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Bucs fire Schiano, Dominik; contact Lovie Smith

TAMPA — The stone face melted, the granite chin quivered and the eyes went glassy a few minutes after Greg Schiano finished his farewell news conference in a ballroom at the Renaissance Tampa International Plaza Hotel.

Sure, after suffering Sunday's 42-17 blowout loss at New Orleans to finish 4-12, he knew there was a possibility he could be fired after only two seasons. But like many NFL head coaches, the news still hit hard Monday. To illustrate the impact, with two reporters gathered in an adjacent boardroom, Schiano pointed his index finger to his forehead, right between his eyes.

"Hit me right here," he said, fighting back tears.

Saying the "results have not lived up to our standards and we believe the time has come to find a new direction," co-chairman Bryan Glazer announced a housecleaning that also swept out general manager Mark Dominik, who took over in 2009 and averaged 10 losses over five seasons. Dominik finished with a 28-52 record.

But the new direction Glazer spoke of Monday might actually be an old one. By Monday afternoon, the family that owns the Bucs made contact with former Bears head coach and Bucs assistant Lovie Smith about their head coaching job.

Smith, who went 81-63 over nine years with four 10-win seasons and a Super Bowl berth in Chicago, is considered the front-runner. He began his NFL career as linebackers coach for the Bucs under head coach Tony Dungy from 1996-2000.

Smith, 55, has interviewed for the Houston Texans head coaching job and is likely to draw interest from several other teams.

But those close to Smith said he is particularly intrigued by the opportunity to coach the Bucs. Multiple reports say Smith would bring former University of California coach Jeff Tedford as offensive coordinator.

The Glazers made the changes for two main reasons: They didn't see enough return on their recent investment in free agents and cornerback Darrelle Revis; and Schiano's team failed to show significant improvement in the second half of the season after an 0-8 start.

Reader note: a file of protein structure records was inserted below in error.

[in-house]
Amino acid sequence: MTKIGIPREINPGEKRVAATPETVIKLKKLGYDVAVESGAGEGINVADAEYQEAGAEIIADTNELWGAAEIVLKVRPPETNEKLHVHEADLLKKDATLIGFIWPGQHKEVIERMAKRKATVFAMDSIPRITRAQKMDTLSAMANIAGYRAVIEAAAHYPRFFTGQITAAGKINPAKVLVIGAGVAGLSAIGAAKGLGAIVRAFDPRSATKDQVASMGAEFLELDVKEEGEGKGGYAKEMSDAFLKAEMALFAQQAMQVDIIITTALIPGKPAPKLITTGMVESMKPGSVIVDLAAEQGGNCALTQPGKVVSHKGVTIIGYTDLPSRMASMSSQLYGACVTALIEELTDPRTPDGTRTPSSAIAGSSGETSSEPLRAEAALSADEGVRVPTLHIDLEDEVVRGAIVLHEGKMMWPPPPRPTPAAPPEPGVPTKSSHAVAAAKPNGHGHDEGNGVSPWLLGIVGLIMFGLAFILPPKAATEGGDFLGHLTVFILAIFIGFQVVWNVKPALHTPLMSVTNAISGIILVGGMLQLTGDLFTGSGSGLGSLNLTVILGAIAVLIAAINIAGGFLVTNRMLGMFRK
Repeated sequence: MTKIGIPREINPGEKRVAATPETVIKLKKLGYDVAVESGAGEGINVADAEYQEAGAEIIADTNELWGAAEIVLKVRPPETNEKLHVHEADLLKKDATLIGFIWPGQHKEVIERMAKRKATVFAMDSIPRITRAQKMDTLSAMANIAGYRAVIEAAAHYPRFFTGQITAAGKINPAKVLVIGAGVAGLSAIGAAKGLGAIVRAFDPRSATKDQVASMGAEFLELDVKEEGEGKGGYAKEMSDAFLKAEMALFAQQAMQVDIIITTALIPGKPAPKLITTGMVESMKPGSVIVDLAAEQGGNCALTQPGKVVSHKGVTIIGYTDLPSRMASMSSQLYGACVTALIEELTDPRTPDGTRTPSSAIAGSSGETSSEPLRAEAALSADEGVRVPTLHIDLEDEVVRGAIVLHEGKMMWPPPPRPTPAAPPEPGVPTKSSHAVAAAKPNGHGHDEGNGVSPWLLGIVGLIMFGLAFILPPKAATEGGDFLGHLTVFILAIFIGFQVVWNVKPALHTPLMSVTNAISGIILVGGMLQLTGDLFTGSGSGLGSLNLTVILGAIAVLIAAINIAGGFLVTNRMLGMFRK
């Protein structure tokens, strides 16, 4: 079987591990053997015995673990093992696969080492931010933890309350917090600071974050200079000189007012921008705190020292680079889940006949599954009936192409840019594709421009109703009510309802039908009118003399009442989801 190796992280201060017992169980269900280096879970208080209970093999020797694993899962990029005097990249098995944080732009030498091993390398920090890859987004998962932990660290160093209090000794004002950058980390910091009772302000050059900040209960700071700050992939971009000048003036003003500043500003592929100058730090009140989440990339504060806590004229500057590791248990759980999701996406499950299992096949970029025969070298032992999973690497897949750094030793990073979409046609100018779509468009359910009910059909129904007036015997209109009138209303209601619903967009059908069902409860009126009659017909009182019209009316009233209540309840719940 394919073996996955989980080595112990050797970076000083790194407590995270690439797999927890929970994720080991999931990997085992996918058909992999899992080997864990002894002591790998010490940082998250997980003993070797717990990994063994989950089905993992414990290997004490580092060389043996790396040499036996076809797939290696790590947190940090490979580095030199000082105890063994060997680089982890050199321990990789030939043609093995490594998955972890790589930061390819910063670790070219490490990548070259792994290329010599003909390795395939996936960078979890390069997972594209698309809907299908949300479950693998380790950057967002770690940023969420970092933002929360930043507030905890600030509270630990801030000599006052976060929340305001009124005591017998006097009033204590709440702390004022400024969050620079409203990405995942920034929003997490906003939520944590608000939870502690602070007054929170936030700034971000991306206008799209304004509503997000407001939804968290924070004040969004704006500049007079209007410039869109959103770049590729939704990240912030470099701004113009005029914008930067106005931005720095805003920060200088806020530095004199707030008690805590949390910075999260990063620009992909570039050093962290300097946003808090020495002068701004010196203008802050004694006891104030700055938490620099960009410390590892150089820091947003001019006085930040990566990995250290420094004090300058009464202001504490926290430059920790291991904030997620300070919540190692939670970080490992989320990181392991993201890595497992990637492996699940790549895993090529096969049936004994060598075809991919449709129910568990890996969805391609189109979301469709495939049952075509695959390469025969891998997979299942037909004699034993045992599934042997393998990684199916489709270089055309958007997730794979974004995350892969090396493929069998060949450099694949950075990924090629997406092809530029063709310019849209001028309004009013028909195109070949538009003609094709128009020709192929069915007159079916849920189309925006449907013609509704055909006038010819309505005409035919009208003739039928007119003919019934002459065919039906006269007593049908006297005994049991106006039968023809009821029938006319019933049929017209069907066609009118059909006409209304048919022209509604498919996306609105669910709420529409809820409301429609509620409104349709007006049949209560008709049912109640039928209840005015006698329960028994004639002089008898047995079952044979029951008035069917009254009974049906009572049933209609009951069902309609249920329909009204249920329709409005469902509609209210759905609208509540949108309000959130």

"We didn't get it done," Schiano said. "I accept full responsibility for that. I'm the head football coach. It didn't work."

When Schiano awoke Monday morning, he was focused on the task at hand. He met with his team, still unaware of his fate, and thanked it for sticking together during a difficult season that included the benching and eventual release of quarterback Josh Freeman, a MRSA outbreak that infected three players and a rash of injuries (especially on offense).

"I woke up this morning planning on being the head coach of the Bucs, so that tells you that I believe it was going to take some more time," said Schiano, who went 11-21 in his two seasons. "But I understand. I'm a big boy, and I understood what I was walking into in the National Football League. A quarter of the coaches turn over every year. Did I think we had an opportunity to move this forward? I still do. I think whoever takes over in this job is taking over a good situation; a real good situation."

Dominik, who joined the Bucs in 1995 as a pro personnel assistant and also was a pro scout and director of pro personnel, did not hold a news conference but released a statement.

"I have been blessed over the years here to work with some of the brightest minds of the game," it read. "Winning (Super Bowl) XXXVII under the direction of head coach Jon Gruden and general manager Rich McKay was an experience I will never forget."

As players packed their belongings in plastic bags in the locker room, Schiano and Dominik were meeting with Bucs owners. Schiano then assembled his coaching staff to tell them the news.

Upon his hiring, Schiano signed a five-year, $15 million contract that has three years and about $9 million left. Dominik is believed to be signed through 2014. Many Bucs assistants have contracts that expire this season with a one-year club option. They were told they can continue to use the practice facility over the next few days as they evaluate their opportunities.